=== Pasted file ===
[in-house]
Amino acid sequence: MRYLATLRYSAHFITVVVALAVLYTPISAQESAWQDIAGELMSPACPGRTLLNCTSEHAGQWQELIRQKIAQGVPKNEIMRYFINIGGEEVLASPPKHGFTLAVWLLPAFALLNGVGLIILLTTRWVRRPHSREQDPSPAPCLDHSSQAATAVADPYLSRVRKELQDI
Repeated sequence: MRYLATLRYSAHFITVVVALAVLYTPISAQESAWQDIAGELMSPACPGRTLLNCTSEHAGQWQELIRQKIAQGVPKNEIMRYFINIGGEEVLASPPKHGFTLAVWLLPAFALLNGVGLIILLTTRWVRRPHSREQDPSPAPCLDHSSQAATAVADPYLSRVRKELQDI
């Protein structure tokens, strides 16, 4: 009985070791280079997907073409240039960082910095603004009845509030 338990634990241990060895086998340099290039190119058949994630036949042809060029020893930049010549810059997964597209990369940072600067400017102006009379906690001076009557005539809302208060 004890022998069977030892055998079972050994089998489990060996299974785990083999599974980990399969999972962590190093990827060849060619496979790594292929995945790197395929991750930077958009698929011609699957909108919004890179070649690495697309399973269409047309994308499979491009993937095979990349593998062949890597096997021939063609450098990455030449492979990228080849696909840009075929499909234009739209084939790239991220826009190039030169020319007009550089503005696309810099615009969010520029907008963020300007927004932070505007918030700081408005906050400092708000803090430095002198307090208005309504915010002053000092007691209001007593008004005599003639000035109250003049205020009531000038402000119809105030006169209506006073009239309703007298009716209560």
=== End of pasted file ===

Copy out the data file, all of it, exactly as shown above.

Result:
[in-house]
Amino acid sequence: MRYLATLRYSAHFITVVVALAVLYTPISAQESAWQDIAGELMSPACPGRTLLNCTSEHAGQWQELIRQKIAQGVPKNEIMRYFINIGGEEVLASPPKHGFTLAVWLLPAFALLNGVGLIILLTTRWVRRPHSREQDPSPAPCLDHSSQAATAVADPYLSRVRKELQDI
Repeated sequence: MRYLATLRYSAHFITVVVALAVLYTPISAQESAWQDIAGELMSPACPGRTLLNCTSEHAGQWQELIRQKIAQGVPKNEIMRYFINIGGEEVLASPPKHGFTLAVWLLPAFALLNGVGLIILLTTRWVRRPHSREQDPSPAPCLDHSSQAATAVADPYLSRVRKELQDI
């Protein structure tokens, strides 16, 4: 009985070791280079997907073409240039960082910095603004009845509030 338990634990241990060895086998340099290039190119058949994630036949042809060029020893930049010549810059997964597209990369940072600067400017102006009379906690001076009557005539809302208060 004890022998069977030892055998079972050994089998489990060996299974785990083999599974980990399969999972962590190093990827060849060619496979790594292929995945790197395929991750930077958009698929011609699957909108919004890179070649690495697309399973269409047309994308499979491009993937095979990349593998062949890597096997021939063609450098990455030449492979990228080849696909840009075929499909234009739209084939790239991220826009190039030169020319007009550089503005696309810099615009969010520029907008963020300007927004932070505007918030700081408005906050400092708000803090430095002198307090208005309504915010002053000092007691209001007593008004005599003639000035109250003049205020009531000038402000119809105030006169209506006073009239309703007298009716209560």